Townsend’s Warbler is a handsome yellow bird with dramatic black markings, deserving of any birder’s must-see list. If you plan to spend any time along the Pacific Coast in the winter, it’s an opportune time to get an up-close look at this beauty.
Where can you find Townsend’s Warbler?
This little bird migrates from the Pacific Northwest to winter in Mexico and Central America, as well as the Pacific coastline of the U.S. As it turns out, winter is a fitting time to look for this bird, because unlike the summer months, they do more of their foraging at eye level, searching in shorter trees as well as shrubs. By summer, they’re trickier to find, as their preferred nesting area and food sources are high in the treetops of the conifers.
Like many warblers, they’re not famous for their ability to belt out a memorable forest melody. Rather, their song sounds more like a raspy series of urgent whistles — weazy weazy weazy tweea! — demanding their rivals to back off and be gone.
In late winter, males may start giving voice to what lies ahead, springtime, migration, and nesting. Before and during migration, male Townsend’s Warblers will occasionally sing their courtship song. When they’re back in their old-growth forests, you’ll hear their buzzy songs ringing through the treetops of the old-growth pine forests, as males establish territories and battle with other males over boundary disputes.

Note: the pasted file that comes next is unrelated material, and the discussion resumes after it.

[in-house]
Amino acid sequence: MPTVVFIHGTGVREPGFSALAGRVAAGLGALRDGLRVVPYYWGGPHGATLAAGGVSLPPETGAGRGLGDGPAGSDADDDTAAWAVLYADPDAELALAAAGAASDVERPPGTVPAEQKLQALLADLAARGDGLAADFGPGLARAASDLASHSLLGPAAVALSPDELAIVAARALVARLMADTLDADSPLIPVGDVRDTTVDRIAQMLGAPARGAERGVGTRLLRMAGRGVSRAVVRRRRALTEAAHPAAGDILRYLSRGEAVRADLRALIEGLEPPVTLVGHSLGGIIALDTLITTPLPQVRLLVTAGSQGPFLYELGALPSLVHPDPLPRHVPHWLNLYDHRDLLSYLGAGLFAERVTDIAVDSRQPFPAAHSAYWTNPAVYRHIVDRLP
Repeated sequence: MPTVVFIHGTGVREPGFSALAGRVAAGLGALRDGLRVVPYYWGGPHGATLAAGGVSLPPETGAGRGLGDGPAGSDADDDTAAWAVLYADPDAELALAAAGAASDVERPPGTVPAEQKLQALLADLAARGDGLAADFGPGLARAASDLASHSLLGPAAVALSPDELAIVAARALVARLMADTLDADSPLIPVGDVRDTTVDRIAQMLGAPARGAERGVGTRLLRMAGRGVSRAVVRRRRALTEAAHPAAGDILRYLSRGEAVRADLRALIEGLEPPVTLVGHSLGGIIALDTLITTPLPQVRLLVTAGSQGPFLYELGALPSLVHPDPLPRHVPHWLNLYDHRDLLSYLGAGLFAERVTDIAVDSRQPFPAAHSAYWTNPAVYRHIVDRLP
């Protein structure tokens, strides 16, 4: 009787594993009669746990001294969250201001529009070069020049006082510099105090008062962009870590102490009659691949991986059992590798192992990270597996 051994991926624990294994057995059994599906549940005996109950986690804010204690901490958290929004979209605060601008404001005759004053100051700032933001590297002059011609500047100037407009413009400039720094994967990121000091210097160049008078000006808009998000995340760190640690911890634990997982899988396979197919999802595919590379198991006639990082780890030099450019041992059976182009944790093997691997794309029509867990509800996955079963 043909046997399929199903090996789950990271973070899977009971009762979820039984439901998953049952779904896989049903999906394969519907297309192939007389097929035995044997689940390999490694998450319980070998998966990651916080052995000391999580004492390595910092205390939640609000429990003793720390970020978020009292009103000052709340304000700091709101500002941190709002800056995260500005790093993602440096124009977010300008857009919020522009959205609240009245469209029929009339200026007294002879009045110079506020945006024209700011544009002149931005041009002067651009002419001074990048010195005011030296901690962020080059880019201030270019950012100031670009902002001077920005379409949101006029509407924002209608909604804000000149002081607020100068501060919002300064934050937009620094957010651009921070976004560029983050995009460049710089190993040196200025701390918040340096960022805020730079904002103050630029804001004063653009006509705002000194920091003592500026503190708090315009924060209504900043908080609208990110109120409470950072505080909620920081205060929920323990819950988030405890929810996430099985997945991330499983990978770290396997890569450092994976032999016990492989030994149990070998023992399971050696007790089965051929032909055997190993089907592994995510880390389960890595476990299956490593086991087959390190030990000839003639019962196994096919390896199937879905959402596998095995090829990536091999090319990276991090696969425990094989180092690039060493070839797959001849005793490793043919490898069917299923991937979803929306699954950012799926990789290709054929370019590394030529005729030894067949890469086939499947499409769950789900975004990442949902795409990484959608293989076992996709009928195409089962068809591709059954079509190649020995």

What do Townsends’ Warblers eat?
Up in the treetops during the summer, Townsend’s Warblers grab insects and larvae from the pine needles and bark, but will sometimes catch insects from midair. During the off-months of insect season, Townsend’s Warblers have developed resourceful, ingenious foraging methods. During migration, they’ve been observed eating flower nectar. During winter, some thrive on the secretions (“honeydew”) of scale insects that live off tree sap.
These little birds rarely visit feeders. However, during the winter months on the Pacific coast, they’ve been known to fly in for a look. If they’re in your neighborhood, try stocking your feeder with Lyric Fine Tunes No Waste Mix. With the array of finely cut nuts and seeds, you can give them access to a food source their beaks can accommodate.